Journalist, filmmaker and presenter Fenn O’Meally has a distinctive style that mixes vintage pieces with laid-back sportswear. For its latest issue, ASOS Magazine sat down to chat to the Birmingham-bred up-and-comer about fashion, her burgeoning career and how important it is to support other women. Read some excerpts below and grab the ASOS Magazine Party issue to check out the full interview.
Describe your style…
‘Malleable and relaxed. It depends how I feel and what I’m doing. I have a lot of vintage pieces and like to inject sportswear into my look.’
How important is fashion to you?
‘Massively – but not so much fashion, more style. If you work out what makes you feel the best you, that’s key. If I feel good and have good energy, hopefully I pass it on to the person I’m interviewing.’
What’s the item you buy on repeat?
‘Different coloured high-top Converse.’
What‘s your fave piece from this shoot?
‘The faux-shearling jacket. Put anyone in it – a rapper from the Bronx, your grandad – and they’d be able to hold their personality.’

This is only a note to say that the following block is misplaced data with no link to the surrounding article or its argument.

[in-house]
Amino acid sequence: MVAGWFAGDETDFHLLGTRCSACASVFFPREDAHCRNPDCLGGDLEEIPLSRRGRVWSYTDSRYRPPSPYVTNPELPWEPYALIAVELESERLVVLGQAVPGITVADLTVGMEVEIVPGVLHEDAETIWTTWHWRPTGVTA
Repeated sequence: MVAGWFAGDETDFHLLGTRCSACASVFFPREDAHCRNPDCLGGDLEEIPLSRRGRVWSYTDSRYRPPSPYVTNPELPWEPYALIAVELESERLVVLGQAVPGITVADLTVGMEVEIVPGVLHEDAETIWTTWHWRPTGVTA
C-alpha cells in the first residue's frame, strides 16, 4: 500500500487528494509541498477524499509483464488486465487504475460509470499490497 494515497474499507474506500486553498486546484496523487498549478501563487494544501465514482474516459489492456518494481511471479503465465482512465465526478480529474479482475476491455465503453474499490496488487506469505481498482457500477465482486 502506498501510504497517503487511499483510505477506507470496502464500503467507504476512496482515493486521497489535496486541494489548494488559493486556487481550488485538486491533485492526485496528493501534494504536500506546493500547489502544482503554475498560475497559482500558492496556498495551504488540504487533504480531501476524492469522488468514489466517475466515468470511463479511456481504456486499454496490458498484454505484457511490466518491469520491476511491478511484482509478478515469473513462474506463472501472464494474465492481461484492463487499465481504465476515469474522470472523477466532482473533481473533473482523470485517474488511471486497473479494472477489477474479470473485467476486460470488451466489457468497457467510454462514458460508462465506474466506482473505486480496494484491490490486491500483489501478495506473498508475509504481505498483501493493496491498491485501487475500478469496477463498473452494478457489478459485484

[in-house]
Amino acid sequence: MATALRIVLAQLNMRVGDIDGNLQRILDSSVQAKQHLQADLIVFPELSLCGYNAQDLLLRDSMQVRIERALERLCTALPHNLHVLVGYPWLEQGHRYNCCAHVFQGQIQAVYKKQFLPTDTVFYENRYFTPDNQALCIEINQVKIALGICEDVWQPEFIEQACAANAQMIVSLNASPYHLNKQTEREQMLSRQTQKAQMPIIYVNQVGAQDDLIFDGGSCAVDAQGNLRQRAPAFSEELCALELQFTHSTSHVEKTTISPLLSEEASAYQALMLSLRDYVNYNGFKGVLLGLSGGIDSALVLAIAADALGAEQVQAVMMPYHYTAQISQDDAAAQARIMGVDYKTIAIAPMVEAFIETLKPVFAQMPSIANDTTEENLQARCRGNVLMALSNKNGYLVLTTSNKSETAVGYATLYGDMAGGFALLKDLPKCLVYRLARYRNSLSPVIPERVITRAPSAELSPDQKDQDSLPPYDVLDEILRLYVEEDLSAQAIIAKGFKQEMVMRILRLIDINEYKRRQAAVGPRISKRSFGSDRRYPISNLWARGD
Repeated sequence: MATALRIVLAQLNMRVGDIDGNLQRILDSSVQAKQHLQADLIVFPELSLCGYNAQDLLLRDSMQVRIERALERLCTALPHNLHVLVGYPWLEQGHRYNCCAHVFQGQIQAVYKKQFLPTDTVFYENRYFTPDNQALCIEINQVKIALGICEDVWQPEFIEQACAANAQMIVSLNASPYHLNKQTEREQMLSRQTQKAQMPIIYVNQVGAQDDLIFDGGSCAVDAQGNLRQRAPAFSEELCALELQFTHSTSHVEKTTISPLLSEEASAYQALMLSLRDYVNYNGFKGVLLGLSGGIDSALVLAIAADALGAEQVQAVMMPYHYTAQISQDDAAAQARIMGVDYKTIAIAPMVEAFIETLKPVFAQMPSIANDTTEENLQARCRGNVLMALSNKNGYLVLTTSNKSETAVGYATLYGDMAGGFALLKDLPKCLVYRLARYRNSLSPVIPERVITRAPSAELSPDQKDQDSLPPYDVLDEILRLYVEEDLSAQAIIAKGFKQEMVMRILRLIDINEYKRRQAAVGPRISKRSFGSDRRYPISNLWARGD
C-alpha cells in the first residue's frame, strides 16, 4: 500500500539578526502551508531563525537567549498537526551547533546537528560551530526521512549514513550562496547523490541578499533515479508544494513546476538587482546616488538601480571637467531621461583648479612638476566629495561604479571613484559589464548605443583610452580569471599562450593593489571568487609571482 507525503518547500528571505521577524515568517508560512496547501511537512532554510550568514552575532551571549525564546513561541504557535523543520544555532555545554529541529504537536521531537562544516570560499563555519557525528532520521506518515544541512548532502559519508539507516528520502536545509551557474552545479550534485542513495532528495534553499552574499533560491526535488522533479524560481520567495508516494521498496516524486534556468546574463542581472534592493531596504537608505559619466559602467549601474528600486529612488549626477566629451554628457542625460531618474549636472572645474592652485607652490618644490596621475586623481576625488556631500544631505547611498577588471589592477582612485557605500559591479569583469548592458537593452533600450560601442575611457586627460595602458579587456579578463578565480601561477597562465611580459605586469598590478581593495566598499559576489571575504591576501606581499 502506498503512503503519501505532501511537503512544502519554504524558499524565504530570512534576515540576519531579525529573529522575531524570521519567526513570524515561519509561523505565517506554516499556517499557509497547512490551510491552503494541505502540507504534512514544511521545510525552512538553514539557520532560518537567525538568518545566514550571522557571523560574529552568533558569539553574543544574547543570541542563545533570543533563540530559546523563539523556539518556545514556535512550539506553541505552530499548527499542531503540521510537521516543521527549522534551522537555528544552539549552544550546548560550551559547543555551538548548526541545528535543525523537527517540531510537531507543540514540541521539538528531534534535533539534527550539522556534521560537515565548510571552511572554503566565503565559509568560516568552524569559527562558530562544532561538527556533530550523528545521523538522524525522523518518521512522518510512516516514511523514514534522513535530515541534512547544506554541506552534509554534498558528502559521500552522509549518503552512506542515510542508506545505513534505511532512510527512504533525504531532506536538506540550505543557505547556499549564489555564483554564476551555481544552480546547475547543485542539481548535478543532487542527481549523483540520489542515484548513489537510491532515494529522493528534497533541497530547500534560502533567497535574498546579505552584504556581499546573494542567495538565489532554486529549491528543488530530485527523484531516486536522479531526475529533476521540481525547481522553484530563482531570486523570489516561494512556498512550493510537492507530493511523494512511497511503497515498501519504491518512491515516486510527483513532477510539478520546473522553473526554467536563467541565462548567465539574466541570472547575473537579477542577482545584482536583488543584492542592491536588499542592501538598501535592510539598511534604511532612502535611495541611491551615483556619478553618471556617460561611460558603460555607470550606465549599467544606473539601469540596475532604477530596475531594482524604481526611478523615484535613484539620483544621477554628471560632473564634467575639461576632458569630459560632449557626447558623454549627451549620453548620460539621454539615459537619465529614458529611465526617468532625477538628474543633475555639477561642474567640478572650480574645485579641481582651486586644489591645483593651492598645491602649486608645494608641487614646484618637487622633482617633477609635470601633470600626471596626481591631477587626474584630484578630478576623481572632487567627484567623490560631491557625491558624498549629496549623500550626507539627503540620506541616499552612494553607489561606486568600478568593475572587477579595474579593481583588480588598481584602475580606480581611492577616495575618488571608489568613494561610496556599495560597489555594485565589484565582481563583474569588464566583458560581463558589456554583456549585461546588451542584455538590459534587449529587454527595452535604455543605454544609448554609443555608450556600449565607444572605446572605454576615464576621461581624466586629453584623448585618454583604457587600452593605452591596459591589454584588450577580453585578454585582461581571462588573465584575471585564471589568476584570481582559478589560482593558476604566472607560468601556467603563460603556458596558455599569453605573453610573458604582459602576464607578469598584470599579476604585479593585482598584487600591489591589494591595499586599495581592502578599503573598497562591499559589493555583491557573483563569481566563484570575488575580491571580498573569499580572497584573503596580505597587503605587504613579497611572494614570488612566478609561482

Has being from Birmingham shaped you?
‘Brummies tell it like it is, it’s a grounding place. But my upbringing and support from my family – my dad taking me to gymnastics one night, athletics the next – shaped me more than where I’m from.’
How did you get started in TV?
‘I did my school work experience in the clothing closet on This Morning at ITV, getting on a bus at 5am every morning to London, and went back in my summer holidays. When I was at uni, I worked as a runner at ITV, then did an internship on The One Show.’
You have gigs for BBC Radio 1Xtra and Complex…
‘Girl On The Ground is a weekly feature for 1Xtra giving a shout-out to people behind the scenes in fashion, music and film – like Sherrie Silver, the choreographer behind Childish Gambino’s This Is America video. I do a similar thing for Complex.‘
You started a documentary series about the fk-ups behind the success… ‘We look at successful people on Instagram, but don’t see the mistakes they made. It was important to show there are fk-ups along the line, probably more than achievements.’
What have mentors taught you?
‘Davina [McCall], to treat everybody equally. Reg [Yates], to understand what I can do that no one else can. Dermot [O’Leary], to enjoy it.’
Who are your fave people to party with?
‘Poppy Ajudha. Emma Breschi. All my girls! I always leave pretty early, I usually have work the next day.’
You often collaborate with friends, how important is it to support women?
‘Massively. This industry isn’t about individuals, it should be about us. There’s space for us all.’